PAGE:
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ADMINISTRATIVE DATA ON UNDOCUMENTED MIGRATION 89 sions of unauthorized immigrants only with those with whom it contracts to perform confidential analyses. Such analysis comes at high monetary cost to DHS and is rarely subject to peer review in the manner typical of aca- demic research. There is a large community of scholars actively studying il- legal immigration. Providing this community with access to the ENFORCE database would likely produce dozens of new academic studies that would be available to DHS at no charge. Because most of these studies would be subject to peer review by academic journals, they would arguably be of higher quality than the consulting reports that DHS currently acquires. The wide dissemination of data (along with the integration of data from surveys with data from administrative records) is also a recommended practice for federal statistical agencies, which have developed a number of procedures for providing research data access while protecting the confidentiality of the information (National Research Council, 2009). A further benefit of putting individual-level apprehensions data in the public domain is that this could potentially improve the quality of data collection by EMIF-N and any future surveys that target individuals who have been apprehended by USBP. DHS’s administrative data presumably represent the full universe of apprehended migrants. As noted in Chapter 3, these data would be valuable in efforts, such as EMIF-N, to survey and estimate flows of such repatriated migrants. In particular, detailed data on the number and basic demographic characteristics of migrants repatriated, by time, date, and port of entry of return, would provide an independent measurement of this return flow that would be extremely helpful in both designing the survey’s sampling frame and correctly weighting estimates. Some in DHS have expressed concern that restricting the release of administrative data is necessary because information contained in the files is law enforcement sensitive. However, the number of apprehended indi- viduals subject to criminal prosecution for terrorism or the trafficking of drugs, arms, or people appears to be very small. Records on these individu- als could be excised from the USBP apprehensions database before their release to the public, without affecting the value of these data for analytical purposes. Even though the smugglers of illegal aliens already appear to have relatively accurate information on the rates of apprehension and success- ful entry into the United States, important operational information could nevertheless be safeguarded through broad geographic identifiers that link, for example, to USBP sectors rather than individual USBP stations. Others have argued that releasing administrative data risks violating the privacy of individuals who are apprehended. However, it is simple to transform individual identifiers in the USBP apprehensions database in a manner that would make the risk to privacy very low. For many research purposes, individual-level data would also be unnecessary. It would be sufficient to have aggregate data on the frequency of apprehensions for individuals bro-

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90 ESTIMATING ILLEGAL ENTRIES AT THE U.S.–MEXICO BORDER ken down by age, gender, country of birth, sector of apprehension along the border, and time period (e.g., month and year). The panel believes that USBP would be able to release a much more complete individual-level file by implementing masking methods for problematic fields in the records and by releasing data with sufficient delay, for example a full year, to diminish their sensitivity for operational use and deployment. It should be noted that there are other mechanisms in addition to properly constructed public use files for providing researcher access to data while protecting privacy. These mechanisms include: establishing one or more secure enclaves for researchers to access microdata, similar to the U.S. Census Bureau’s network of Research Data Centers or its National Sci- ence Foundation–Census Research Network; developing remote, monitored online data access services such as the system maintained by the National Center for Health Statistics (NCHS); and providing licenses to individual researchers for using confidential data at their institutions, as is done by the National Center for Education Statistics (NCES). However, these systems, unlike the construction of one or more public use files, require a level of staff and resources that would likely be difficult for DHS to establish and maintain over a sustained period. Given the basic nature of the information included in the DHS enforcement administrative databases and the popula- tion in question (i.e., unauthorized border crossers), DHS’s confidentiality and privacy concerns may also be different from those of NCHS, NCES, and the Census Bureau. •  ecommendation 5.1: DHS should integrate apprehensions data R from USBP, OFO, and ICE for analytical purposes. •  onclusion 5.1: Administrative data from DHS are alone insuf- C ficient to estimate the flow of unauthorized migrants across the U.S.–Mexico border. However, they could be combined with sur- vey data to produce useful insights about migrant flows and the ef- fectiveness of border enforcement. The use of modeling approaches in conjunction with disaggregated survey and administrative data is necessary for estimating these flows. •  ecommendation 5.2: DHS should sponsor and conduct research R on modeling approaches for estimating the flows of unauthorized migrants across the U.S.–Mexico border. •  onclusion 5.2: DHS would greatly benefit from making the ad- C ministrative data from its immigration enforcement databases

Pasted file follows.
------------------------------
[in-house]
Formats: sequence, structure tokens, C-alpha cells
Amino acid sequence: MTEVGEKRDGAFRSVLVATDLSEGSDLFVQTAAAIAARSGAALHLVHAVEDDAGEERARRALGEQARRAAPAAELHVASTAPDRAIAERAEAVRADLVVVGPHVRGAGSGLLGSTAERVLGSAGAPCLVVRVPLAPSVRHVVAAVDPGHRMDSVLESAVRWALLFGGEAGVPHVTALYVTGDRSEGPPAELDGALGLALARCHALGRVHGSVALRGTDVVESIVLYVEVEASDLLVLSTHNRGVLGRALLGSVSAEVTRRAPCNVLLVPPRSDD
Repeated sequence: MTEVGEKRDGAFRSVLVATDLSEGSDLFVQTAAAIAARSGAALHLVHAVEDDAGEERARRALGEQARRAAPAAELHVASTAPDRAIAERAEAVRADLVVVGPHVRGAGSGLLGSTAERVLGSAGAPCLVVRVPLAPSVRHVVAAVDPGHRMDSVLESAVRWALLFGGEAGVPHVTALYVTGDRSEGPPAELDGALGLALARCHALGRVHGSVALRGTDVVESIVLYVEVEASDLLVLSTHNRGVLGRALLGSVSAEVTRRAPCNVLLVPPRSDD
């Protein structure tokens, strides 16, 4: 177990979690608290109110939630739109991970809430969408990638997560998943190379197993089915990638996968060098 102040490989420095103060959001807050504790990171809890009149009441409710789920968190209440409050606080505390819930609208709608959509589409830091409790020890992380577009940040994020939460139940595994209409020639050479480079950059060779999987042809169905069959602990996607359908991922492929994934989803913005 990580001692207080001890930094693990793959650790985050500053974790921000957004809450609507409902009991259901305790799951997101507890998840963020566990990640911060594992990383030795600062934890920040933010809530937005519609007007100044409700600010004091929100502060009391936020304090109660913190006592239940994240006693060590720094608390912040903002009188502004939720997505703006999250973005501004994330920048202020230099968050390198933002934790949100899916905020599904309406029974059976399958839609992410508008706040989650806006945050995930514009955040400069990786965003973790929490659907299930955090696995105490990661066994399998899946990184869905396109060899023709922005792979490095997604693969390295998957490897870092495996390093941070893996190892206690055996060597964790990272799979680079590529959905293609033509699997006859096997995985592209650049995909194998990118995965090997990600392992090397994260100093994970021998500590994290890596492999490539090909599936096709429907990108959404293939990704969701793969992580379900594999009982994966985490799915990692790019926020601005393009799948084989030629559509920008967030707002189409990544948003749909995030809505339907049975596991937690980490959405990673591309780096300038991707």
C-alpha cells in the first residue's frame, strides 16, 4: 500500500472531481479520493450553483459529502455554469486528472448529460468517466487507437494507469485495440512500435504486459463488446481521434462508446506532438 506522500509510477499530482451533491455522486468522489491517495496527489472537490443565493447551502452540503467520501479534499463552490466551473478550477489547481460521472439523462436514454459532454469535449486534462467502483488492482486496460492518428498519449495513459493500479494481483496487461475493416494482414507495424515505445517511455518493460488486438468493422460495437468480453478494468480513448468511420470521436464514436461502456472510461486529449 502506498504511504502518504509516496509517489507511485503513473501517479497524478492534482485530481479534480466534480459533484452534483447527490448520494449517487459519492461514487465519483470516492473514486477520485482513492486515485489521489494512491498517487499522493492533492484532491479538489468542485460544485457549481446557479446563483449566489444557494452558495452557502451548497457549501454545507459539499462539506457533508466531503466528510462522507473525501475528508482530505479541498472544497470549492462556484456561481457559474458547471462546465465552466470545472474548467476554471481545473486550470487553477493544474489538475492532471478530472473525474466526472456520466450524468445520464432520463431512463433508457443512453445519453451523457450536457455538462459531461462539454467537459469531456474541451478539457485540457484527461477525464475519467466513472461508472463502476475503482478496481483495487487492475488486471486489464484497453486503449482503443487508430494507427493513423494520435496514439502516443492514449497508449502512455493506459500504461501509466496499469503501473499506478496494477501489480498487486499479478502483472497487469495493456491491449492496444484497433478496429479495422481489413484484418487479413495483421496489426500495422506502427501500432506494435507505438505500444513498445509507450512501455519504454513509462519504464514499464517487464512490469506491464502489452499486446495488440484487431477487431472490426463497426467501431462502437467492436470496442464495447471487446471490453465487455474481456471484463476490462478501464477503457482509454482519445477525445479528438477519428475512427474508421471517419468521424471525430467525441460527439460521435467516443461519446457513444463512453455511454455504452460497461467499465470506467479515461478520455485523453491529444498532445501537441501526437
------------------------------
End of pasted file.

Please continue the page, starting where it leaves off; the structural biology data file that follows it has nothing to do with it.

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ADMINISTRATIVE DATA ON UNDOCUMENTED MIGRATION 91 publicly available for research use, as that would allow DHS to engage with the broader scientific community to develop, apply, and continually refine specific modeling approaches. DHS could develop ways of constructing masked and/or aggregate files for public release in order to protect sensitive information.